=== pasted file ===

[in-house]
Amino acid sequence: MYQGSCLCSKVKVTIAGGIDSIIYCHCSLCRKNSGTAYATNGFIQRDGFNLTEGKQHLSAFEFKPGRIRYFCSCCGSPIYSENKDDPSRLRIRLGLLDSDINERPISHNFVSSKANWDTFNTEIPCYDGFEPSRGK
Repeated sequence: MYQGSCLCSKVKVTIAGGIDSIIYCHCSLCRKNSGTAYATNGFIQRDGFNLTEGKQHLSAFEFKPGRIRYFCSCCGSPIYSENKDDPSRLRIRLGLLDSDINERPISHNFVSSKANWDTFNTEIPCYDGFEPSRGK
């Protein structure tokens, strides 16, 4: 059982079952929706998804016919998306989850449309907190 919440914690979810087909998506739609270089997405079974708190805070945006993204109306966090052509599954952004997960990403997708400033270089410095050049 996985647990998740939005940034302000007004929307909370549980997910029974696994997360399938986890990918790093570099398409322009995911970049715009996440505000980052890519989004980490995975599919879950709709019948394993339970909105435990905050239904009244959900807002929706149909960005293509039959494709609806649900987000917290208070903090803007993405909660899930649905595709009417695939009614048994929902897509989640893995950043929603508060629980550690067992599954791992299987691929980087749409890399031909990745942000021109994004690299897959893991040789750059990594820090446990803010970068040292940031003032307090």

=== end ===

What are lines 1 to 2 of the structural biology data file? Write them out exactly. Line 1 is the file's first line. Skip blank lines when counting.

[in-house]
Amino acid sequence: MYQGSCLCSKVKVTIAGGIDSIIYCHCSLCRKNSGTAYATNGFIQRDGFNLTEGKQHLSAFEFKPGRIRYFCSCCGSPIYSENKDDPSRLRIRLGLLDSDINERPISHNFVSSKANWDTFNTEIPCYDGFEPSRGK